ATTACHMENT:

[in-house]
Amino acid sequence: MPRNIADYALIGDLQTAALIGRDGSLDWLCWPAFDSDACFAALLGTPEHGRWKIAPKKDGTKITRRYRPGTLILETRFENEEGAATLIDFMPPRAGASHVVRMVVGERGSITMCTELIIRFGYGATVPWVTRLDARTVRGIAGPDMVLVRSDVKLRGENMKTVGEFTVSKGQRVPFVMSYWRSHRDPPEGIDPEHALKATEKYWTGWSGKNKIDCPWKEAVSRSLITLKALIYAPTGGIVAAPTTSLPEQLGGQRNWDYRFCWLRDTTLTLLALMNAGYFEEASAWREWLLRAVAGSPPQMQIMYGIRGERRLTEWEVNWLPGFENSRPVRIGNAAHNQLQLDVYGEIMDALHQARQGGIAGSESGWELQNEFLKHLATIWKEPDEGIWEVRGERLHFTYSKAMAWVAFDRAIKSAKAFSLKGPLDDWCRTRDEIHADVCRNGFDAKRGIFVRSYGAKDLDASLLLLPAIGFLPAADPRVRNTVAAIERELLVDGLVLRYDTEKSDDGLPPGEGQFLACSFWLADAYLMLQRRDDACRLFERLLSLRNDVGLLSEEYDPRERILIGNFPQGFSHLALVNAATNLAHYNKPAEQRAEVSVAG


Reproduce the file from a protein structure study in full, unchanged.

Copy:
[in-house]
Amino acid sequence: MPRNIADYALIGDLQTAALIGRDGSLDWLCWPAFDSDACFAALLGTPEHGRWKIAPKKDGTKITRRYRPGTLILETRFENEEGAATLIDFMPPRAGASHVVRMVVGERGSITMCTELIIRFGYGATVPWVTRLDARTVRGIAGPDMVLVRSDVKLRGENMKTVGEFTVSKGQRVPFVMSYWRSHRDPPEGIDPEHALKATEKYWTGWSGKNKIDCPWKEAVSRSLITLKALIYAPTGGIVAAPTTSLPEQLGGQRNWDYRFCWLRDTTLTLLALMNAGYFEEASAWREWLLRAVAGSPPQMQIMYGIRGERRLTEWEVNWLPGFENSRPVRIGNAAHNQLQLDVYGEIMDALHQARQGGIAGSESGWELQNEFLKHLATIWKEPDEGIWEVRGERLHFTYSKAMAWVAFDRAIKSAKAFSLKGPLDDWCRTRDEIHADVCRNGFDAKRGIFVRSYGAKDLDASLLLLPAIGFLPAADPRVRNTVAAIERELLVDGLVLRYDTEKSDDGLPPGEGQFLACSFWLADAYLMLQRRDDACRLFERLLSLRNDVGLLSEEYDPRERILIGNFPQGFSHLALVNAATNLAHYNKPAEQRAEVSVAG